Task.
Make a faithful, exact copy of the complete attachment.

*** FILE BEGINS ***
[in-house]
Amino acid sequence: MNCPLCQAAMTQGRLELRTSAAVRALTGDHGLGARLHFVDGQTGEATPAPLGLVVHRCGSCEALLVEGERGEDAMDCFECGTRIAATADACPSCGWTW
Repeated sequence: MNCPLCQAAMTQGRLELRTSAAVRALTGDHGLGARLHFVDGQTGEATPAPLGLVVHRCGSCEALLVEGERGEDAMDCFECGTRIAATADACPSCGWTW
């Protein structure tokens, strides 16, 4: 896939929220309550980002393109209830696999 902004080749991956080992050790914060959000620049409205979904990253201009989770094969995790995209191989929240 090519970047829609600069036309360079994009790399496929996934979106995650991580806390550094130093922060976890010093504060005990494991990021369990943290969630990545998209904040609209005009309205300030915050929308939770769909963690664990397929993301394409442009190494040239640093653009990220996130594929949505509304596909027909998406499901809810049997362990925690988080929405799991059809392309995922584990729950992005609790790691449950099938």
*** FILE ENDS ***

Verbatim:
[in-house]
Amino acid sequence: MNCPLCQAAMTQGRLELRTSAAVRALTGDHGLGARLHFVDGQTGEATPAPLGLVVHRCGSCEALLVEGERGEDAMDCFECGTRIAATADACPSCGWTW
Repeated sequence: MNCPLCQAAMTQGRLELRTSAAVRALTGDHGLGARLHFVDGQTGEATPAPLGLVVHRCGSCEALLVEGERGEDAMDCFECGTRIAATADACPSCGWTW
């Protein structure tokens, strides 16, 4: 896939929220309550980002393109209830696999 902004080749991956080992050790914060959000620049409205979904990253201009989770094969995790995209191989929240 090519970047829609600069036309360079994009790399496929996934979106995650991580806390550094130093922060976890010093504060005990494991990021369990943290969630990545998209904040609209005009309205300030915050929308939770769909963690664990397929993301394409442009190494040239640093653009990220996130594929949505509304596909027909998406499901809810049997362990925690988080929405799991059809392309995922584990729950992005609790790691449950099938």